- Sender address. Header spam filters check where the incoming mail comes from and consult blacklists to check the sender’s domain reputation. If they find out that the sender’s domain has been marked as suspicious by an Internet service provider, they will instantly label the message as spam.
- DNS records. Email’s header allows you to take a look at DNS records of the sender, making it possible to check the sender’s SPF, DKIM, and DMARC policy.
You can view the header by opening any of your incoming emails, clicking More in the upper right corner and selecting Show original. Additionally, you have Download original and Copy to clipboard options for preserving this data and presenting it to your tech support in case it’s necessary.
As email correspondence grew more international, language filters became a thing. Some spammers often target users outside their geographical area — after all, they don’t want their recipients to read their message. They want them to open an email, click on a link or download a file. Knowing the recipient’s language isn’t necessary for provoking them to act.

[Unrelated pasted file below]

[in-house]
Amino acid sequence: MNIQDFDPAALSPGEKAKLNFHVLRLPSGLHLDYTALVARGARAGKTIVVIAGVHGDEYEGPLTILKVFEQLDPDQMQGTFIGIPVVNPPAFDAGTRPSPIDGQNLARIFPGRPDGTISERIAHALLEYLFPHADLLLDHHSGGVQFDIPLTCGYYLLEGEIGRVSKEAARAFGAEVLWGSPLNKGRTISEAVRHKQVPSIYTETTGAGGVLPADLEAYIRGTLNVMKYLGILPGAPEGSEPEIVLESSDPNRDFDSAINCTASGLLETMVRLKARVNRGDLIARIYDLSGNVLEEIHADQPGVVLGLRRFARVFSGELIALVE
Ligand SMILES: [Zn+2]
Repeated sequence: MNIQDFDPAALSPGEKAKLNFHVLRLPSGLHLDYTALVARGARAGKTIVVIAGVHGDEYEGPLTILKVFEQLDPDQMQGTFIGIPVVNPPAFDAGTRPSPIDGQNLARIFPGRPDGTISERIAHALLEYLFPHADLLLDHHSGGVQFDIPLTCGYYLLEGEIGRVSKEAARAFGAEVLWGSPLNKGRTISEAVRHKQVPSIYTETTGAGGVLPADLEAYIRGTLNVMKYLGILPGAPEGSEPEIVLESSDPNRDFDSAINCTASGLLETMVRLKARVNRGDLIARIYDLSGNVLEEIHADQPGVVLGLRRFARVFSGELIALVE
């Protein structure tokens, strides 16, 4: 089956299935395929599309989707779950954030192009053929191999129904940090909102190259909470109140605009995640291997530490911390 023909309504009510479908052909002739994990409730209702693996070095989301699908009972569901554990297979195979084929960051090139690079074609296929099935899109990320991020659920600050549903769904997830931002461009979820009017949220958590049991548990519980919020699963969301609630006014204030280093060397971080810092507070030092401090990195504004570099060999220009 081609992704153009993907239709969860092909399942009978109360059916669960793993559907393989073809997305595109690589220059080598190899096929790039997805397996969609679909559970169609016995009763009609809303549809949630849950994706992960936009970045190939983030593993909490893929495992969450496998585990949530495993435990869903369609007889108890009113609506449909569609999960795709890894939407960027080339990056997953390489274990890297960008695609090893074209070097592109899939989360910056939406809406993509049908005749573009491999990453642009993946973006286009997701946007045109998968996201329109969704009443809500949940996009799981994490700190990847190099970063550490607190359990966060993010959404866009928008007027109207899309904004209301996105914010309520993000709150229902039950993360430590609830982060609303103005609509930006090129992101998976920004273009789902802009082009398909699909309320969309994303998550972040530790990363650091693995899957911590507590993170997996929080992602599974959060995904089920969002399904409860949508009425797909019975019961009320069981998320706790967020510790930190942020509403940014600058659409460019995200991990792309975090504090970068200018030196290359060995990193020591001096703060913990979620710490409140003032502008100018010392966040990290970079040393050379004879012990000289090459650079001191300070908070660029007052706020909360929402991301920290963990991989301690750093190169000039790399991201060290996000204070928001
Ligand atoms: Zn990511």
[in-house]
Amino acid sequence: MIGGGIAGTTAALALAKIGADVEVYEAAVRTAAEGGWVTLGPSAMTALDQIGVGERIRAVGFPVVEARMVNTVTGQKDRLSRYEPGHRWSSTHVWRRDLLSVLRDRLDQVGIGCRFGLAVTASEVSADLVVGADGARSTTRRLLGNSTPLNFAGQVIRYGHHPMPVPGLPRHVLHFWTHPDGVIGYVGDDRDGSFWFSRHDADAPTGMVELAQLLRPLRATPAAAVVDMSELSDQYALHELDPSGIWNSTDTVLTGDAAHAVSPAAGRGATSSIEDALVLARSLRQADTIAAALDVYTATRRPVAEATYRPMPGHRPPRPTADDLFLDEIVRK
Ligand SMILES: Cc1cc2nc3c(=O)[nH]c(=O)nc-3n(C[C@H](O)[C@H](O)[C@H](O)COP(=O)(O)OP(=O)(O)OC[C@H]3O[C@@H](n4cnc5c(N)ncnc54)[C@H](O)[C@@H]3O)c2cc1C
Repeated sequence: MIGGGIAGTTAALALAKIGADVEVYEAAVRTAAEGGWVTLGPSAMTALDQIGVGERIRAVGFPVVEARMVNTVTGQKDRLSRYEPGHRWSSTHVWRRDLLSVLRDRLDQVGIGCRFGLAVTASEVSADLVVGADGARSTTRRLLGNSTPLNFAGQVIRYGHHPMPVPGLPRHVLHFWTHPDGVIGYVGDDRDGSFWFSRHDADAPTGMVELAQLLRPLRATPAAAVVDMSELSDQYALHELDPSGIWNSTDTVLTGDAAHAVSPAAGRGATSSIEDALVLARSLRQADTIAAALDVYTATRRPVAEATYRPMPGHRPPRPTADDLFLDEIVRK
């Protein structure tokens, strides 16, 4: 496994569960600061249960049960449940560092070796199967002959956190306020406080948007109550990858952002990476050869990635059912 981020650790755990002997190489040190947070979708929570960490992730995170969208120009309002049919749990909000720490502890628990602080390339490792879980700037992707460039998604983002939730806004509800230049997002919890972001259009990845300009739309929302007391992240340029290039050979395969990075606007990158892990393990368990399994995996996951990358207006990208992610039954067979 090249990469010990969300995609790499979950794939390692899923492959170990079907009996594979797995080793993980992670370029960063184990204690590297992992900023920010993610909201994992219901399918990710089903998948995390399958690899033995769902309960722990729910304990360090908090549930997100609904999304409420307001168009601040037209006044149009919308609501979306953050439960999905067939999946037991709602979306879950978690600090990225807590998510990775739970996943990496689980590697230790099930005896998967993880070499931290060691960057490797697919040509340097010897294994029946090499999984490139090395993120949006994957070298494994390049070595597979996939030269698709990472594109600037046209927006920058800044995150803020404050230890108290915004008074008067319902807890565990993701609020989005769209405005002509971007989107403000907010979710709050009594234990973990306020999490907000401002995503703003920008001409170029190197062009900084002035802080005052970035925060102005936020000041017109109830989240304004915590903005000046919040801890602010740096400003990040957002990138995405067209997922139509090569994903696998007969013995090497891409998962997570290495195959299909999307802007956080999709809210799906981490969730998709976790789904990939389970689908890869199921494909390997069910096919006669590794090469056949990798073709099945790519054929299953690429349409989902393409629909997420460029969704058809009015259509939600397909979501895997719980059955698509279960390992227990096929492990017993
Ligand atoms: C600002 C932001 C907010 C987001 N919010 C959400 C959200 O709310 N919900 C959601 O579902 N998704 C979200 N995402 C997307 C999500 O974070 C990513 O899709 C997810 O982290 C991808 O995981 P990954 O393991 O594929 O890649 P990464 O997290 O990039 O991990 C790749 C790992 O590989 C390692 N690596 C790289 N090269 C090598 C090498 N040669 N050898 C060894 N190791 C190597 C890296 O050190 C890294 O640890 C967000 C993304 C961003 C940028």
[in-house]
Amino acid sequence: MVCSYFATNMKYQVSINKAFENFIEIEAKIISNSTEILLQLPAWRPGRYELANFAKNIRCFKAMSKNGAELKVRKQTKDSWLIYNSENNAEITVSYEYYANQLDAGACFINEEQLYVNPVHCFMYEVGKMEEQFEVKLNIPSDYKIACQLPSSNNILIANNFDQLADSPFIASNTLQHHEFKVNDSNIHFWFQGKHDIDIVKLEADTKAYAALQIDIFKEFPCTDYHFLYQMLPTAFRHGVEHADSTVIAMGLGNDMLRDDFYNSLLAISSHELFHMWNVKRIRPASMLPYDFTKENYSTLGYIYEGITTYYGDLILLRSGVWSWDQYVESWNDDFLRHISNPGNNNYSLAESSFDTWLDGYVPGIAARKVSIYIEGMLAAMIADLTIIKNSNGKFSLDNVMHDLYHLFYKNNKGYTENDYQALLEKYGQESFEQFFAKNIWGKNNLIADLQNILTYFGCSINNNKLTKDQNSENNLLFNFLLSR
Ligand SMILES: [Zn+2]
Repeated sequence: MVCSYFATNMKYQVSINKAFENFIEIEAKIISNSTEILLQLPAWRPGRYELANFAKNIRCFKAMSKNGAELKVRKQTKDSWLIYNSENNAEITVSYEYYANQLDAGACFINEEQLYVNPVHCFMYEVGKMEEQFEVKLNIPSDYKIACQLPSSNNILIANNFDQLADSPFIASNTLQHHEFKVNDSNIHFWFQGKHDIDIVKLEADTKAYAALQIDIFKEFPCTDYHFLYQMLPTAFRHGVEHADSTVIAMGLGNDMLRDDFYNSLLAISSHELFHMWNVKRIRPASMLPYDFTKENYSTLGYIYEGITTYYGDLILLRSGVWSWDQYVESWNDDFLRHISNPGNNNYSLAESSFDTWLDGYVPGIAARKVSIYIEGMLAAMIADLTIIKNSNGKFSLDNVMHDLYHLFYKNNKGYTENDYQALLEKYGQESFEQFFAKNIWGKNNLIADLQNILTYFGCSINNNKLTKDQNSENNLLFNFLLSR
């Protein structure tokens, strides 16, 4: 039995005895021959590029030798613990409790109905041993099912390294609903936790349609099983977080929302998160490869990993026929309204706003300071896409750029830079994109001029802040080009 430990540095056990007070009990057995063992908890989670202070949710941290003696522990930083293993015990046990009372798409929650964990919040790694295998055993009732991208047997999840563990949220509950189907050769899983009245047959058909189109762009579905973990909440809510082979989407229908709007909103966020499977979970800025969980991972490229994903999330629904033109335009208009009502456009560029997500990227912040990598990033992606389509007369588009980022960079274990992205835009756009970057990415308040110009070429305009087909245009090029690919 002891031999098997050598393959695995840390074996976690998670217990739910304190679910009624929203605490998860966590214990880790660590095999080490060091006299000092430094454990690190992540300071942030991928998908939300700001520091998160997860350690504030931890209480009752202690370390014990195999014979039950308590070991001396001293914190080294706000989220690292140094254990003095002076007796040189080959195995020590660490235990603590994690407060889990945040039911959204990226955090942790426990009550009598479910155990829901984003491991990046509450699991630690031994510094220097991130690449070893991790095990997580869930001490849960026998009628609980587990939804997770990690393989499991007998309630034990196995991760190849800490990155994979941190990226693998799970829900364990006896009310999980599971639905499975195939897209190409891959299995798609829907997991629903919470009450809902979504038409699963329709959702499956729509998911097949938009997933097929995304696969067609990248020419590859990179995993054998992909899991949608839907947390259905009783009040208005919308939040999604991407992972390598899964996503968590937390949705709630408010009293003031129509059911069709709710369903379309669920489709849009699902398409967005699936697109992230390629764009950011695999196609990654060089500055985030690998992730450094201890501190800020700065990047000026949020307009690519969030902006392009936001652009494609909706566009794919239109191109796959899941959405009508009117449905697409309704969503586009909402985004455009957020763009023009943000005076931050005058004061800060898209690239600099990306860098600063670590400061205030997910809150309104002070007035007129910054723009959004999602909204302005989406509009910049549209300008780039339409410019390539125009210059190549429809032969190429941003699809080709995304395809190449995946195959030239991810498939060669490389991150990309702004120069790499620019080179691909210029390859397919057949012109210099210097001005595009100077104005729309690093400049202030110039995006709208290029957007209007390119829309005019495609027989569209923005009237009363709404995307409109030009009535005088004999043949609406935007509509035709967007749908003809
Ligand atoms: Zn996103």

Language filters exit to ensure that you receive emails that speak your language by scanning mail and removing foreign emails. The use of these filters is quite limited and you get to configure them yourself in order to strengthen security.
The most flexible and customizable anti-spam solutions, rule-based filters (also known as user-defined filters) are your best friends if you run a business. Since many cybercriminals are eager to get their hands on your customers’ data, your employees’ data, your financial information, you must take extra measures to protect your inbox from unsolicited emails and malware. Rule-based filters allow you to build a system of rules that defines which email is good to go and which should be blocked on sight.
For example, you have the power to greenlight and block:
Within a rule-based spam filtering system, a message is given a zero score. After this, your filters parse it and evaluate it, ultimately giving it a score. If this score exceeds a certain threshold, the filters treat this email as spam.